The emergence of the internet and wireless communication technologies might have created a digital divide in society, but undoubtedly these tools enable us to connect with each other more than ever before” (Adam Acar, 2008). Media technology has become a diffusion of innovations with the advance of the internet. In fact, I have become a “victim” of communicating with individuals via blogs, social networks, instant messages and email. Since engaging in this behavior, I have taken for granted how these technologies expedite our interpersonal communication. For better or for worse, I rely heavily on computer-mediated communication.
Email, Twitter, Facebook, MySpace, YouTube, Delicious, Digg, LinkedIn, blogs (of course), and scores of others—all part of the new and wonderful ways we can now connect with one another electronically, each with its own culture and unique set of rules. In one sense, the planet has never been more interconnected. And yet, this interconnectedness, while wonderful, hasn't come without cost.
We may enjoy online relationships using social media sites like Facebook or Twitter, for example, but the difference between these kinds of interactions and interactions with people in the physical world is clearly vast. As long as we expect no more from these online relationships than they can give, no good reason exists why we can't enjoy the power of social media sites to connect us efficiently to people we'd otherwise not touch. The problem, however, comes when we find ourselves subtly substituting electronic relationships for physical ones or mistaking our electronic relationships for physical ones. We may feel we're connecting effectively with others via the Internet, but too much electronic-relating paradoxically engenders a sense of social isolation.
Nowadays, people using electronic media to make confrontation easier and have seen more than one relationship falter as a result. People are often uncomfortable with face-to-face confrontation, so it's easy to understand why they'd choose to use the Internet. Precisely because electronic media transmit emotion so poorly compared to in-person interaction, many view it as the perfect way to send difficult messages: it blocks us from registering the negative emotional responses such messages engender, which provides us the illusion we're not really doing harm. Unfortunately, this also usually means we don't transmit these messages with as much empathy, and often find ourselves sending a different message than we intended and breeding more confusion than we realize.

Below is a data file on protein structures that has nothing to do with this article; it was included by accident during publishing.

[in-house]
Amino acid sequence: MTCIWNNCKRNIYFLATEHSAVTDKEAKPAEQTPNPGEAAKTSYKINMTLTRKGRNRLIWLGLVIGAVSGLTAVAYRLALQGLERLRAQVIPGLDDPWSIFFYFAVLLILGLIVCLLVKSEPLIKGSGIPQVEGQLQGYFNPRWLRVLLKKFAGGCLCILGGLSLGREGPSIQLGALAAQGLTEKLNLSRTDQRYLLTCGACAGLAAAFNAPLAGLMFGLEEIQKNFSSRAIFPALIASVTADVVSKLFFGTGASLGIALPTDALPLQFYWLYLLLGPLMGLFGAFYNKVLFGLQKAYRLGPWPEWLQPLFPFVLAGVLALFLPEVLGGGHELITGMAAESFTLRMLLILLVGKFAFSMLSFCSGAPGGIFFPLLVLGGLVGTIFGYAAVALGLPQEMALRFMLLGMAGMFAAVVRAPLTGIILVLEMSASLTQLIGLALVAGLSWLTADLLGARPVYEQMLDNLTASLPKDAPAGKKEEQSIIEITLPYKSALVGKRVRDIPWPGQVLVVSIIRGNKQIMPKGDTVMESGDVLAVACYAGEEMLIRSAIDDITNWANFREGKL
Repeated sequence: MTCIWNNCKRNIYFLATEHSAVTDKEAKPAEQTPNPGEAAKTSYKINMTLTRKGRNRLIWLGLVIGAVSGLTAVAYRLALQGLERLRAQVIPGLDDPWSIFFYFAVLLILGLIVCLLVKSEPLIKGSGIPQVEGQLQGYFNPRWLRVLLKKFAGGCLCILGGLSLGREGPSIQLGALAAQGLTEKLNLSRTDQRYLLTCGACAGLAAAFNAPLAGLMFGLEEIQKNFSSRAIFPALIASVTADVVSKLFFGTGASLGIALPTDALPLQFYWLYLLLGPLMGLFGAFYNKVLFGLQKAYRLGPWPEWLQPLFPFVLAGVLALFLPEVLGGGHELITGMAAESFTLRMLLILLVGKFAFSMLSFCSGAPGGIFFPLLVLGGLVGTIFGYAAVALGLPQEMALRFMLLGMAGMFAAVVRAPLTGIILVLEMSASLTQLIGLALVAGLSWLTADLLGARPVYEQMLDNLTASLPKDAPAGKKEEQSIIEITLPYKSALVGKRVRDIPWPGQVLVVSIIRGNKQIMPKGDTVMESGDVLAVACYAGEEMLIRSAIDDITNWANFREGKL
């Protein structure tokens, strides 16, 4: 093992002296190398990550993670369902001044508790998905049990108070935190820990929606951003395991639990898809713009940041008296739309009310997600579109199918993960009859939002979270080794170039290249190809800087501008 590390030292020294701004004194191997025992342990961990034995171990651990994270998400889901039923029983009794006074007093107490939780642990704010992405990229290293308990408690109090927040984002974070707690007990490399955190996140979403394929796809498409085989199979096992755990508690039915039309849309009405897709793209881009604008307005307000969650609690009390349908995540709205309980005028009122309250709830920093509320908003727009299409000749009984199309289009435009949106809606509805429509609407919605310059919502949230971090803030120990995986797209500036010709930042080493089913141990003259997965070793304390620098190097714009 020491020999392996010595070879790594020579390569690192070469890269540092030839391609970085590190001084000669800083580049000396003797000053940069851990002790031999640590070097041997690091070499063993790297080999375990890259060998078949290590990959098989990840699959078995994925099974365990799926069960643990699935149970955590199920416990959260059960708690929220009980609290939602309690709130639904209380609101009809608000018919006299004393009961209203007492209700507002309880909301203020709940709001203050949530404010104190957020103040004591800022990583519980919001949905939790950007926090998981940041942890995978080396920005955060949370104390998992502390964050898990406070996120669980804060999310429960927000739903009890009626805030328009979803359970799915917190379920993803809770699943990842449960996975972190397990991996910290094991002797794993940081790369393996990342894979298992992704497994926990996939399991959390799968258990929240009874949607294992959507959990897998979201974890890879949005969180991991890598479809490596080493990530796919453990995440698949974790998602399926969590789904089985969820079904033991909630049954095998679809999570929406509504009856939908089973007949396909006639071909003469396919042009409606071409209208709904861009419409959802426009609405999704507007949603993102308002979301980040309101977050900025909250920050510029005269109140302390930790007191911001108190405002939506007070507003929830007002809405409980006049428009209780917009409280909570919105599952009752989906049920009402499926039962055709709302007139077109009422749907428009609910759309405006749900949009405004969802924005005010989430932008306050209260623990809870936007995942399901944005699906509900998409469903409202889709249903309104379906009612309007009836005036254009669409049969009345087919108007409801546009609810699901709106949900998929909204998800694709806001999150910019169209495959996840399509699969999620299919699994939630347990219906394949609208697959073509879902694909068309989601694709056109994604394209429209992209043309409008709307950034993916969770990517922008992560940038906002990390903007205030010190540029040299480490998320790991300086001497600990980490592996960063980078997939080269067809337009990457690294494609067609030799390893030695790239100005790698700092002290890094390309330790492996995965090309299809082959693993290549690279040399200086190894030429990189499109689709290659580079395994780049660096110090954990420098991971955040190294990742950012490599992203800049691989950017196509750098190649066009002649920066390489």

Technology lets our thoughts and feelings travel in a matter of seconds. Though our online social circles widen, we forget to make time for people we see every day. As we spend too much time on our gadgets, we don’t notice that we’re slowly breaking down the strongest possible connections we can ever have – those with our family. Also, we get too lazy to talk to each other face to face hence creating a hindrance between our personal interactions.
Technology in communication absolutely isn’t a bad thing, but it isn’t entirely good either. To be able to communicate effectively, one must be convincing and able to transfer the message in a way the receiver can fully understand. Yes, technology can lessen our efforts but it can also increase our problem if we aren’t aware of what we are doing and how it affects us. We should always remember that technology could help build relationships but it could also build barriers between ourselves if not used correctly. Though a text message can touch the heart, spoken words can always make a bigger difference
Technology destroys interpersonal communication
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